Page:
Wednesday, December 15, 2010

Please Avoid Smithfield Hams. Motorcycle Accident. Faucet installed.

Please watch the video and you will see why:
December 15, 2010

Undercover Investigation at Smithfield

"For approximately one month, an HSUS undercover investigator documented the suffering endured by female breeding pigs held in severely restrictive gestation crates on a factory farm operated by a subsidiary of Smithfield Foods, in Waverly, Virginia. Many of the highly intelligent and inquisitive pigs develop sores and infections from crate-related injuries and from simply lying in the same position without relief. Out of sheer boredom, they engage in repetitive behaviors — such as bar biting and head swaying — sometimes injuring themselves in the process.
Please send Smithfield a loud and clear message that it needs to honor its self-imposed commitment to stop using inhumane gestation crates by 2017."

"Gestation crates are exceptionally cruel and have been banned by the European Union, New Zealand and seven U.S. states.
In 2007, Smithfield said it would phase out the use of gestation crates by 2017, yet in 2009 it said it could no longer meet its self-imposed and very lenient deadline."

Please Tell Smithfield No More Gestation Crates.

Other major producers of pork, Maxwell Foods and Cargill can do it, why not Smithfield?

Would you want to eat pork that has lived and died in these dreadful and stressful conditions?

"Farmers and scientists agree that one should slaughter the animal without alarming it. Stress causes the animal to release chemicals into the blood that will produce PSE (pink, soft, exudative) meat, which isn't suitable for curing. It doesn't cook well either, because it loses too much water. Sometimes the entire carcass is a loss."

Taste Tells

"Some buyers don't really give a hoot about the mistreatment of animals," Willis points out. "They just know our product tastes better."

Willis believes the difference is dramatic. "An animal who's been raised on a concrete floor is going to be inedible compared to ours," he says. Some pigs are now marketed as lean meat, he adds, "and they do indeed raise a pig so lean that it can't live outdoors because it doesn't have enough fat to protect itself. And broiler chickens are grown at such an incredible rate that their legs won't support the weight of their bodies, and many die of heart attacks at slaughter age of six weeks.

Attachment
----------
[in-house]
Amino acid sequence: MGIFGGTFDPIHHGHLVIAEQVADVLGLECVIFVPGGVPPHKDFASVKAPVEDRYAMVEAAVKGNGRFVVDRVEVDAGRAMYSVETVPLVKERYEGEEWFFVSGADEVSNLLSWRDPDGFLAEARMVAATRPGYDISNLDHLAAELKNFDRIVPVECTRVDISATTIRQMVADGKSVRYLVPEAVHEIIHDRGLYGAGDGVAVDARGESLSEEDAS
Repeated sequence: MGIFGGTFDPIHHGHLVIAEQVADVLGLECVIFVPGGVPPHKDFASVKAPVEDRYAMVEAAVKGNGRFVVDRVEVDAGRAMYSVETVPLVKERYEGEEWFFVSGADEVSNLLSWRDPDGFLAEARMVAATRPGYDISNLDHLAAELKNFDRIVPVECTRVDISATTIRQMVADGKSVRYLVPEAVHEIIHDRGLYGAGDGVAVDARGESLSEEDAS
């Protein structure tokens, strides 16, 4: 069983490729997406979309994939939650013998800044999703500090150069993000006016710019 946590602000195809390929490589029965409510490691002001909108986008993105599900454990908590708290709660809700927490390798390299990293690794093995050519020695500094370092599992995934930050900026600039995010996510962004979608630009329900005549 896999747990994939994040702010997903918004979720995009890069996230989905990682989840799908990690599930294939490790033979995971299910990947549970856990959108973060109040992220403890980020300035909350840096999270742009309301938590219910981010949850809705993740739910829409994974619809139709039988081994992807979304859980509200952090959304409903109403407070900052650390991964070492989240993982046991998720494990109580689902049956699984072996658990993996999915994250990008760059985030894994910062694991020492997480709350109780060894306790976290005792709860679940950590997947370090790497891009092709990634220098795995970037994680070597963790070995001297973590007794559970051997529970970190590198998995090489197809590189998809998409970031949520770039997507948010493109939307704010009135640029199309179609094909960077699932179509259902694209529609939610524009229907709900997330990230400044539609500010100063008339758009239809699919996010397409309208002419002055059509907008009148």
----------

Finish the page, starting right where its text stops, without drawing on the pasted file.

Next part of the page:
When you add physical abuse to that," he concludes, "you come up with a stressed, fearful animal - which results in dry and tasteless meat."
More at :

Didn't-use-backboard Yesterday, we had a little bit of excitement here on this corner.  From my bathroom window I could see the traffic on the busy road behind me was all backed up, and a cop car flashing, so I went to the back yard. 
There was a big motorcycle laying on it's side, and two people laying face down on the road, handcuffed.  No injured cars in sight.  The cop took the guy's wallet out of his pant's back pocket to get his information.

Then another cop car and three more police vehicles arrived, then a little while later an ambulance, and then a great big fire truck.

They were going to put the woman on a back board, but just hauled her off in the ambulance.
There were lots of wreckers SAM_0408arriving to haul off one motor cycle, and the traffic was tied up for over an hour.

Then I saw another officer take a little packet out of the bald guy's inside jacket pocket, and hand it to another cop.   I wonder what that was all about!

They took the bald guy off in a police car.  I overheard an officer say that he was going 100 mph in this 45 mph zone.
When I saw all that manpower, and all those vehicles, I knew why it costs the county so much for a 911 call.

Ray and I started out by going over the parts that I had bought yesterday for installing Mary's new faucet.  We didn't really want to do it, but she had no-one else, and I couldn't see the renters being without water in their bathtub.  We needed two more fittings, which fortunately I had.    We drove over there to install the new faucet, but no-one was home, so we did a little bit of painting on Pugsy and the cargo trailer, before we had to stop.

This was the day that we had planned on doing a lot of painting, as the weather forecast is for two 70 deg. days.   Mary returned my call and said someone would be at the trailer at 10.30.   So we stopped what we were doing, cleaned up the paint brushes, put away the paint cans, rolled up the tools, hung up the ladders, and drove back over there.    It took us the rest of the morning to get it done. 

So, for us, it was a wasted day.

No comments: